Send the link below via email or IMCopy
Present to your audienceStart remote presentation
- Invited audience members will follow you as you navigate and present
- People invited to a presentation do not need a Prezi account
- This link expires 10 minutes after you close the presentation
- A maximum of 30 users can follow your presentation
- Learn more about this feature in our knowledge base article
Do you really want to delete this prezi?
Neither you, nor the coeditors you shared it with will be able to recover it again.
Make your likes visible on Facebook?
You can change this under Settings & Account at any time.
The Politics of Slavery and the Civil War
Transcript of The Politics of Slavery and the Civil War
Election of 1852
Kansas-Nebraska Act (1854)
Martin Van Buren
Southern Slave Economy
Economy of the North
Charles Sumner (MA)
Lincoln-Douglas Debates (1858)
Raid on Harpers Ferry (1859)
Robert E. Lee/Jeb Stuart
Split of Democratic Party
"It was a warning voice, coming from the grave to the Congress now in session to beware, to pause, to reflect, before they lend themselves to any purposes which shall destroy that Union which was cemented by (Washington's) his exertions and example." - Remarks on the Compromise of 1850- Henry Clay
Politics of Slavery cont.
Harriet Beecher Stowe
"Uncle Tom's Cabin" (1852)
The whole Territorial question being thus settled upon the principle of popular sovereignty—a principle as ancient as free government itself—everything of a practical nature has been decided. No other question remains for adjustment, because all agree that under the Constitution slavery in the States is beyond the reach of any human power except that of the respective States themselves wherein it exists.....What a happy conception, then, was it for Congress to apply this simple rule, that the will of the majority shall govern, to the settlement of the question of domestic slavery in the Territories. Congress is neither “to legislate slavery into any Territory or State nor to exclude it therefrom, but to leave the people thereof perfectly free to form and regulate their domestic institutions in their own way, subject only to the Constitution of the United States.”
James Buchanan, Inaugural Address (1857)
Abraham Lincoln: “House Divided” Speech
Stephen A. Douglas: First Speech of the Lincoln-Douglas Debates (1858)
I am a non-resistant and I not only desire, but have labored unremittingly to effect, the peaceful abolition of slavery, by an appeal to the reason and conscience of the slaveholder; yet, as a peace man—an “ultra” peace man—I am prepared to say, “Success to every slave insurrection at the South, and in every slave country.”… I do not see how I compromise or stain my peace profession in making that declaration. Whenever there is a contest between the oppressed and the oppressor,—the weapons being equal between the parties,—God knows my heart must be with the oppressed, and always against the oppressor. Therefore, whenever commenced, I cannot but wish success to all slave insurrections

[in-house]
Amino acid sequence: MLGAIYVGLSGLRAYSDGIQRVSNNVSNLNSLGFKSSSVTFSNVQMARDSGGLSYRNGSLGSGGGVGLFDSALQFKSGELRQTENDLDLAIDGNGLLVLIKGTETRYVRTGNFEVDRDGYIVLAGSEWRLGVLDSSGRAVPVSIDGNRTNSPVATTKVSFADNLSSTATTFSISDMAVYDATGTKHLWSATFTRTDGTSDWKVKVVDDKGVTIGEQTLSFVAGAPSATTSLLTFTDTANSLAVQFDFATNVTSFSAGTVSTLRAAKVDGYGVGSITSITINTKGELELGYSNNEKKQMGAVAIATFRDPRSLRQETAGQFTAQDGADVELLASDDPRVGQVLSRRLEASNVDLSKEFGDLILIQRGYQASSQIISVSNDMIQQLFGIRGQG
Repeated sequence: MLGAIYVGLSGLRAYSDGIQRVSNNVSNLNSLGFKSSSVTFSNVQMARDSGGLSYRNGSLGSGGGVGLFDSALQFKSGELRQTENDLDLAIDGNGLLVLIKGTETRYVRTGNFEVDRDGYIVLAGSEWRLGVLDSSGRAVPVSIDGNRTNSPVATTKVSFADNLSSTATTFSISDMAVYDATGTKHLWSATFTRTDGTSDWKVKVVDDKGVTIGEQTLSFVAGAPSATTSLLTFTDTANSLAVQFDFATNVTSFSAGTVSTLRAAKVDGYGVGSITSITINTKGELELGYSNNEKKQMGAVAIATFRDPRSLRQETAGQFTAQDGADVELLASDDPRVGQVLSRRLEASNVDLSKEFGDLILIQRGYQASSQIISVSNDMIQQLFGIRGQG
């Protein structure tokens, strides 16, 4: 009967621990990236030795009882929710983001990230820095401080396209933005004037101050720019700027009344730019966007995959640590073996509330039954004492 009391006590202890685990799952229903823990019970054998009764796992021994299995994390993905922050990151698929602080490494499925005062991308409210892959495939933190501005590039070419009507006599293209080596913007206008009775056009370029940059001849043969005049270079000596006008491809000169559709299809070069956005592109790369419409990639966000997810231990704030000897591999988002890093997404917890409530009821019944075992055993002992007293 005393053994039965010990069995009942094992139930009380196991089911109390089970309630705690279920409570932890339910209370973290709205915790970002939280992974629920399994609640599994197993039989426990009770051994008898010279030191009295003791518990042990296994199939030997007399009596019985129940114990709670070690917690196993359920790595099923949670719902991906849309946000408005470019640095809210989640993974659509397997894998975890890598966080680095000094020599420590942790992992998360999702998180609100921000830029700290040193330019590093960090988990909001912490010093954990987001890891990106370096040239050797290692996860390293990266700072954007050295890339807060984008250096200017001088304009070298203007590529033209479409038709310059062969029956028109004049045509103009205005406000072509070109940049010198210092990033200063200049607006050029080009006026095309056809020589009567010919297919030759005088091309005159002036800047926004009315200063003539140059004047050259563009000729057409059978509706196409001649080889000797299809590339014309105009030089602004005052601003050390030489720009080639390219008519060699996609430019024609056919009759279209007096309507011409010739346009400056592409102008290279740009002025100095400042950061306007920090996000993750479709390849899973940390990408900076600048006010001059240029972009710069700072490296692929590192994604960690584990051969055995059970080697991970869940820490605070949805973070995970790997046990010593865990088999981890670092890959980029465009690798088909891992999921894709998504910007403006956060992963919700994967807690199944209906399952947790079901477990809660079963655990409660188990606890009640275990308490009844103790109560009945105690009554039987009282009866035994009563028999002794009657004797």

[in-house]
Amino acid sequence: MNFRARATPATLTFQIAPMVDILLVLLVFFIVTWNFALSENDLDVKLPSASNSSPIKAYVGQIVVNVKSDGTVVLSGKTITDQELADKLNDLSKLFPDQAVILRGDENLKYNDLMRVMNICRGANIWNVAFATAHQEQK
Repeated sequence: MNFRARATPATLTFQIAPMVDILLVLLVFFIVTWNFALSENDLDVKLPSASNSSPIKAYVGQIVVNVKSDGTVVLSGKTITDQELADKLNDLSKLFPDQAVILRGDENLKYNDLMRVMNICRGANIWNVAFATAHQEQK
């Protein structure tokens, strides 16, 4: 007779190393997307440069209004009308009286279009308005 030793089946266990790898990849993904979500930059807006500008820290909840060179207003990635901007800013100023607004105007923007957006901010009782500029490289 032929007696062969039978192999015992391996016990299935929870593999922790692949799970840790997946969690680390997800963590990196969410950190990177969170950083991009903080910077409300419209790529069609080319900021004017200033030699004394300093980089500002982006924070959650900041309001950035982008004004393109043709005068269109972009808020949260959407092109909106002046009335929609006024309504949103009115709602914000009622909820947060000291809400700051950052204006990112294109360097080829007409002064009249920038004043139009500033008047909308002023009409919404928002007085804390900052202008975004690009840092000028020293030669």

William Lloyd Garrison: Speech Relating to the Execution of John Brown (1859)
Holding, as they do, that slavery is morally right, and socially elevating, they cannot cease to demand a full national recognition of it, as a legal right, and a social blessing.
Nor can we justifiably withhold this, on any ground save our conviction that slavery is wrong. If slavery is right, all words, acts, laws, and constitutions against it, are themselves wrong, and should be silenced, and swept away. If it is right, we cannot justly object to its nationality - its universality; if it is wrong, they cannot justly insist upon its extension - its enlargement.....
Wrong as we think slavery is, we can yet afford to let it alone where it is, because that much is due to the necessity arising from its actual presence in the nation; but can we, while our votes will prevent it, allow it to spread into the National Territories, and to overrun us here in these Free States? If our sense of duty forbids this, then let us stand by our duty, fearlessly and effectively.
Cooper Union Address (February 27, 1860)
Lincoln elected (Nov. 1860)
Julia Ward Howe: “The Battle Hymn of the Republic”
1st Battle of Bull Run (July 21, 1861)
North vs. South
Zebulon Vance on Lincoln’s Call For Troops:
“I was canvassing for the Union with all my strength; I was addressing a large and excited crowd, large numbers of whom were armed, and literally had my hand extended upward in pleading for peace and the Union of our Fathers, when the telegraphic news was announced of the firing on Sumter and the President’s call for 75,000 volunteers.
When my hand came down from that impassioned gesticulation, it fell slowly and sadly by the side of a secessionist. I immediately, with altered voice and manner, called upon the assembled multitude to volunteer not to fight against, but for South Carolina. I said, if war must come, I preferred to be with my own people; if we had to shed blood I preferred to shed Northern rather than Southern blood.
If we had to slay I had rather slay strangers than my own kindred and neighbors; and that it was better, whether right or wrong, that communities and States should get together and face the horrors of war in a body---sharing a common fate, rather than endure unspeakable calamities of internecine strife"
Funding the War
Emancipation Proclamation (January 1, 1863)
Peninsula Campaign (July, 1862)